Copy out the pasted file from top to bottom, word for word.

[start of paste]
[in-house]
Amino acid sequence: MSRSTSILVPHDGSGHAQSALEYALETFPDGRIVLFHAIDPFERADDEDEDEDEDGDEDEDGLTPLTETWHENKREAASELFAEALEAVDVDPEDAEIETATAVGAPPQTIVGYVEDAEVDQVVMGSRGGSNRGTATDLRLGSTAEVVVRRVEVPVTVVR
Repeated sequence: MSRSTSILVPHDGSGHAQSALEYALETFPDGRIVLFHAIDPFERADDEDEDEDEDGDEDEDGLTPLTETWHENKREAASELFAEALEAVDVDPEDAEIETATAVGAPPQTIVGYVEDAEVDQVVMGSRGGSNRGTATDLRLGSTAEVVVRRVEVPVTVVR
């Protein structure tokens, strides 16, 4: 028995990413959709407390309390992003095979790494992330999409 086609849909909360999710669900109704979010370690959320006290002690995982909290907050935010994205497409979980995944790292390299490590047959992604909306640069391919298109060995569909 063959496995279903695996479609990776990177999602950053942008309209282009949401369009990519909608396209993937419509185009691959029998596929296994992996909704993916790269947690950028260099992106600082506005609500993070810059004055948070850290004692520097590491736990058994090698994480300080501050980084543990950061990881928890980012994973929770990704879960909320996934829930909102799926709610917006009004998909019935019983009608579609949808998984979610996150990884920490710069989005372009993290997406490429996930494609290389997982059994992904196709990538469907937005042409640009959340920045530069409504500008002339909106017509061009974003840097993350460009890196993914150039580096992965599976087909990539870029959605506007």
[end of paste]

[in-house]
Amino acid sequence: MSRSTSILVPHDGSGHAQSALEYALETFPDGRIVLFHAIDPFERADDEDEDEDEDGDEDEDGLTPLTETWHENKREAASELFAEALEAVDVDPEDAEIETATAVGAPPQTIVGYVEDAEVDQVVMGSRGGSNRGTATDLRLGSTAEVVVRRVEVPVTVVR
Repeated sequence: MSRSTSILVPHDGSGHAQSALEYALETFPDGRIVLFHAIDPFERADDEDEDEDEDGDEDEDGLTPLTETWHENKREAASELFAEALEAVDVDPEDAEIETATAVGAPPQTIVGYVEDAEVDQVVMGSRGGSNRGTATDLRLGSTAEVVVRRVEVPVTVVR
């Protein structure tokens, strides 16, 4: 028995990413959709407390309390992003095979790494992330999409 086609849909909360999710669900109704979010370690959320006290002690995982909290907050935010994205497409979980995944790292390299490590047959992604909306640069391919298109060995569909 063959496995279903695996479609990776990177999602950053942008309209282009949401369009990519909608396209993937419509185009691959029998596929296994992996909704993916790269947690950028260099992106600082506005609500993070810059004055948070850290004692520097590491736990058994090698994480300080501050980084543990950061990881928890980012994973929770990704879960909320996934829930909102799926709610917006009004998909019935019983009608579609949808998984979610996150990884920490710069989005372009993290997406490429996930494609290389997982059994992904196709990538469907937005042409640009959340920045530069409504500008002339909106017509061009974003840097993350460009890196993914150039580096992965599976087909990539870029959605506007």